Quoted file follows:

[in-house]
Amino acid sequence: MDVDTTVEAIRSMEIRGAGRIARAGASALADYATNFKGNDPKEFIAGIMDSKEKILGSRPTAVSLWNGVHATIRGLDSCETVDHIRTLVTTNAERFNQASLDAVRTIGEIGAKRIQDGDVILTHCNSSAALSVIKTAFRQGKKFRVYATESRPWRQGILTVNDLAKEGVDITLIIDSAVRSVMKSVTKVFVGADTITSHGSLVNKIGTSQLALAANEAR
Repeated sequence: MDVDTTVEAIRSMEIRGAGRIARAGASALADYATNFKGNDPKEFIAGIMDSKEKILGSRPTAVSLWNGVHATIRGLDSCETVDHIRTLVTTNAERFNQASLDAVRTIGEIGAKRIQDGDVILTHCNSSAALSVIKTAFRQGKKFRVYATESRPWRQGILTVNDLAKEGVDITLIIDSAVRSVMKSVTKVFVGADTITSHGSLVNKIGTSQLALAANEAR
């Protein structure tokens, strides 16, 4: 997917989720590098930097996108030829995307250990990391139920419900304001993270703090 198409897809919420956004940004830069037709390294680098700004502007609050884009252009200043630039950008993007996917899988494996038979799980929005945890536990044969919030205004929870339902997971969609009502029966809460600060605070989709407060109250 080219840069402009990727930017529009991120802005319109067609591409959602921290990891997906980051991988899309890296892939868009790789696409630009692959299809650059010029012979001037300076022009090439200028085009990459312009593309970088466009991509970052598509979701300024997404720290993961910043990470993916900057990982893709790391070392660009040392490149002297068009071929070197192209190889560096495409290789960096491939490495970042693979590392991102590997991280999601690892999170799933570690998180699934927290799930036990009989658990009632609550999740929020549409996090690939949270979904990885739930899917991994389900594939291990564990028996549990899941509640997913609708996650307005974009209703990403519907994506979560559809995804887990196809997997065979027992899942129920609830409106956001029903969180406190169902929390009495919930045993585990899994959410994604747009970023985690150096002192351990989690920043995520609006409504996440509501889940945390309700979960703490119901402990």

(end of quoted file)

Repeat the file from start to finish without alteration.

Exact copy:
[in-house]
Amino acid sequence: MDVDTTVEAIRSMEIRGAGRIARAGASALADYATNFKGNDPKEFIAGIMDSKEKILGSRPTAVSLWNGVHATIRGLDSCETVDHIRTLVTTNAERFNQASLDAVRTIGEIGAKRIQDGDVILTHCNSSAALSVIKTAFRQGKKFRVYATESRPWRQGILTVNDLAKEGVDITLIIDSAVRSVMKSVTKVFVGADTITSHGSLVNKIGTSQLALAANEAR
Repeated sequence: MDVDTTVEAIRSMEIRGAGRIARAGASALADYATNFKGNDPKEFIAGIMDSKEKILGSRPTAVSLWNGVHATIRGLDSCETVDHIRTLVTTNAERFNQASLDAVRTIGEIGAKRIQDGDVILTHCNSSAALSVIKTAFRQGKKFRVYATESRPWRQGILTVNDLAKEGVDITLIIDSAVRSVMKSVTKVFVGADTITSHGSLVNKIGTSQLALAANEAR
């Protein structure tokens, strides 16, 4: 997917989720590098930097996108030829995307250990990391139920419900304001993270703090 198409897809919420956004940004830069037709390294680098700004502007609050884009252009200043630039950008993007996917899988494996038979799980929005945890536990044969919030205004929870339902997971969609009502029966809460600060605070989709407060109250 080219840069402009990727930017529009991120802005319109067609591409959602921290990891997906980051991988899309890296892939868009790789696409630009692959299809650059010029012979001037300076022009090439200028085009990459312009593309970088466009991509970052598509979701300024997404720290993961910043990470993916900057990982893709790391070392660009040392490149002297068009071929070197192209190889560096495409290789960096491939490495970042693979590392991102590997991280999601690892999170799933570690998180699934927290799930036990009989658990009632609550999740929020549409996090690939949270979904990885739930899917991994389900594939291990564990028996549990899941509640997913609708996650307005974009209703990403519907994506979560559809995804887990196809997997065979027992899942129920609830409106956001029903969180406190169902929390009495919930045993585990899994959410994604747009970023985690150096002192351990989690920043995520609006409504996440509501889940945390309700979960703490119901402990």